The Cross Florida Barge Canal was proposed as an artificial waterway to connect the Atlantic and Gulf coasts of Florida.
The idea was kicked around as early as the nineteenth century, when commerce between the Atlantic Ocean and the Gulf of Mexico was often prey to storms, groundings, and wreckers off the Florida Keys.
The Florida Peninsula is relatively narrow and includes no significant elevations, so the engineering challenges were minimal.
During the Great Depression, Florida politicians proposed the Canal as a public works project.
Funds were allocated in 1935, but only basic planning got started before the money ran out.
The project was reexamined in 1942 as a national defense effort to avoid German submarines, but again fell by the wayside.
President John Kennedy approved the project in 1963 and work started in 1964.
Plans called for a canal to be dug and for locks to be constructed from the St. Johns River at Palatka on the Atlantic side to the Gulf side, near Yankeetown.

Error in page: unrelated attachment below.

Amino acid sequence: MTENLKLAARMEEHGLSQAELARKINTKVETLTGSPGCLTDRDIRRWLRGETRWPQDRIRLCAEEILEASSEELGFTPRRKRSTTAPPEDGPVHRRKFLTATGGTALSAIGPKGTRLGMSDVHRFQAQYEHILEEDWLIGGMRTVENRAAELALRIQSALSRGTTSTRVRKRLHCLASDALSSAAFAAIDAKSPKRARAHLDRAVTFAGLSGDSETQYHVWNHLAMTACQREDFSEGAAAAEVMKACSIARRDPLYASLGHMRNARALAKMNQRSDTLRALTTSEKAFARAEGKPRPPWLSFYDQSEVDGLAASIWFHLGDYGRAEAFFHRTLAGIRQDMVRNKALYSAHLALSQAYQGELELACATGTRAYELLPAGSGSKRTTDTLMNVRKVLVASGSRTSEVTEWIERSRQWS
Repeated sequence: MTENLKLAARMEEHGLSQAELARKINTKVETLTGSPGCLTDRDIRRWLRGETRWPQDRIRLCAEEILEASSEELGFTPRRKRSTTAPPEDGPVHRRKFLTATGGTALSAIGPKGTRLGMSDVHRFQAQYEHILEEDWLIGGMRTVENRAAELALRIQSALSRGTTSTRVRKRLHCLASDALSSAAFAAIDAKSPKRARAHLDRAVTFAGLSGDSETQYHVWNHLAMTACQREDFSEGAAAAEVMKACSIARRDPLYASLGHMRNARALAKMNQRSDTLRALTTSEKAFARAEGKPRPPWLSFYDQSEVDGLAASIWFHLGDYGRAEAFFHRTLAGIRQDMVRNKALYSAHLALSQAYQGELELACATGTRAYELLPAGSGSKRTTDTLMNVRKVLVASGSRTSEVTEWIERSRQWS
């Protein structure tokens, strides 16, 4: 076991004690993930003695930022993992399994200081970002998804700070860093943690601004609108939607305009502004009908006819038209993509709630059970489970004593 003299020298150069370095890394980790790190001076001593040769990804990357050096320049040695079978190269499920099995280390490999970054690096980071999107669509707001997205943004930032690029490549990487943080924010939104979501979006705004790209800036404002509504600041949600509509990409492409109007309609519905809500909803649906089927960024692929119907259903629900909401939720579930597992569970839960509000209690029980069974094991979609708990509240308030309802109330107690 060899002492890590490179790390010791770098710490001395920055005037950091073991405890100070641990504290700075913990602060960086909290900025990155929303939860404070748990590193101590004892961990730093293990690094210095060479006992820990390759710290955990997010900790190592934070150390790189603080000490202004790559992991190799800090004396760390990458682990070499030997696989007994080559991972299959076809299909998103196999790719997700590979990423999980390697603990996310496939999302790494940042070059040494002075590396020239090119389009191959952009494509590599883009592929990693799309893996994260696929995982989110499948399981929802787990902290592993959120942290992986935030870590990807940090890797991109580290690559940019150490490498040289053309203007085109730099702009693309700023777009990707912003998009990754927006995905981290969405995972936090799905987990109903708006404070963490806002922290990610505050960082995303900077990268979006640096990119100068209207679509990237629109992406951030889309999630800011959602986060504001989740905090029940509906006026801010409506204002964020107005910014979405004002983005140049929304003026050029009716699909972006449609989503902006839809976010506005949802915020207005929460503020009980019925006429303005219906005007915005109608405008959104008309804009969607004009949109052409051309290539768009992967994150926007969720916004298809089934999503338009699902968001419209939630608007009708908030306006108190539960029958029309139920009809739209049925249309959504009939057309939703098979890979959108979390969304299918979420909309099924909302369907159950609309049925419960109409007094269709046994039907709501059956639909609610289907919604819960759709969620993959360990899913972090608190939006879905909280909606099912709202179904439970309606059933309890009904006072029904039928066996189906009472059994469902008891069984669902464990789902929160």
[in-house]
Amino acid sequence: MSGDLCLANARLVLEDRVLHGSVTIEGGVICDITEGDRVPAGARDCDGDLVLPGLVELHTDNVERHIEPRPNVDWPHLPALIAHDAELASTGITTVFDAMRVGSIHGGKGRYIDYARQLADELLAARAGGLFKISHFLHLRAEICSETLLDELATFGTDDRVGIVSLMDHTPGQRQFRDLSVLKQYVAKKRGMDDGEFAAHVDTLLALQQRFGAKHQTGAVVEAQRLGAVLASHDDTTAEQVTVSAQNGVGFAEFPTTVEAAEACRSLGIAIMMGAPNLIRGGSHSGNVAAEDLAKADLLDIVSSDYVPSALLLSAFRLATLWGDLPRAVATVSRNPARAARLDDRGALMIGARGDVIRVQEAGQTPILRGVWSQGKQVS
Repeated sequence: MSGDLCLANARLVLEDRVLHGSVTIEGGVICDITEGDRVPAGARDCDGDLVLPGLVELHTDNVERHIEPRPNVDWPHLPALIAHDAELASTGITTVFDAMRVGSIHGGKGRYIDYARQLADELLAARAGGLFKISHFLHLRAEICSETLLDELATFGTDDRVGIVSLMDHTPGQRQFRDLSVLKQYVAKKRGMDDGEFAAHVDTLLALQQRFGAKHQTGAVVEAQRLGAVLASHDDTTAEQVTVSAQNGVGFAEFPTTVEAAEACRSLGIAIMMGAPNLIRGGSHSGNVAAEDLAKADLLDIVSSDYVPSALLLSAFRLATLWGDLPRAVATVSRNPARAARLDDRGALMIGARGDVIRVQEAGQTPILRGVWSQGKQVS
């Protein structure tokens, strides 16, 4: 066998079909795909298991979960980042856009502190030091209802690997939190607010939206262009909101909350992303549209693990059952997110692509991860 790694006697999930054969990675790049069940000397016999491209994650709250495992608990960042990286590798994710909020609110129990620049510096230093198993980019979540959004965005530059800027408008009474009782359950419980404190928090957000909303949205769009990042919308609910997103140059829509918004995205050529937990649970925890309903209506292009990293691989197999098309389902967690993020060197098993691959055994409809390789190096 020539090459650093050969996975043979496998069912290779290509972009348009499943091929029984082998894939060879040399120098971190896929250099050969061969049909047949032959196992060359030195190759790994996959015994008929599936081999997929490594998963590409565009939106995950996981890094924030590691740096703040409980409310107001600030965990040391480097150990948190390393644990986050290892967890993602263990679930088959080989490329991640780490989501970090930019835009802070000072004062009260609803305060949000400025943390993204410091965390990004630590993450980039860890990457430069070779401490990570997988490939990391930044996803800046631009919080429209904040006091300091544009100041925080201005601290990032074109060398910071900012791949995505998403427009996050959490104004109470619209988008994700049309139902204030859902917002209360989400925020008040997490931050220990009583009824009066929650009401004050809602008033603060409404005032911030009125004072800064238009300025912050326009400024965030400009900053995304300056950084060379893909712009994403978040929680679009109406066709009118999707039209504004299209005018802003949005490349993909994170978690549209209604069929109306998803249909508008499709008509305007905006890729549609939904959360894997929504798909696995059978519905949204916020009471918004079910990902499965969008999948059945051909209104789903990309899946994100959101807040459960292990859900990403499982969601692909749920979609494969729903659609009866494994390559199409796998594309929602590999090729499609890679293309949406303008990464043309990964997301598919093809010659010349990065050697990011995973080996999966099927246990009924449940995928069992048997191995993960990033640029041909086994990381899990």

The canal would be 107 miles long, with five locks.
It would have a width of 150 feet and a depth of 12 feet.
Environmental opposition, led by Marjorie Harris Carr, was intense.
The major concern was that the canal would permanently damage the aquifer of the peninsula.
The US Army Corps of Engineers, leading the construction effort, was not helpful in defending the lawsuits, as it had done minimal review of the environmental impacts.
In 1971, the federal court issued a preliminary injunction against further work, pending a more thorough environmental analysis.
Shortly thereafter, President Nixon officially suspended work on the project.
It was not until 1990, though, that the Cross Florida Barge Canal project was officially deauthorized.
The land that had been acquired for the canal right-of-way was deeded to the State of Florida for creation of the Cross Florida Greenway State Recreation and Conservation Area.
In 1998 the Greenway was renamed the Marjorie Harris Carr Cross Florida Greenway.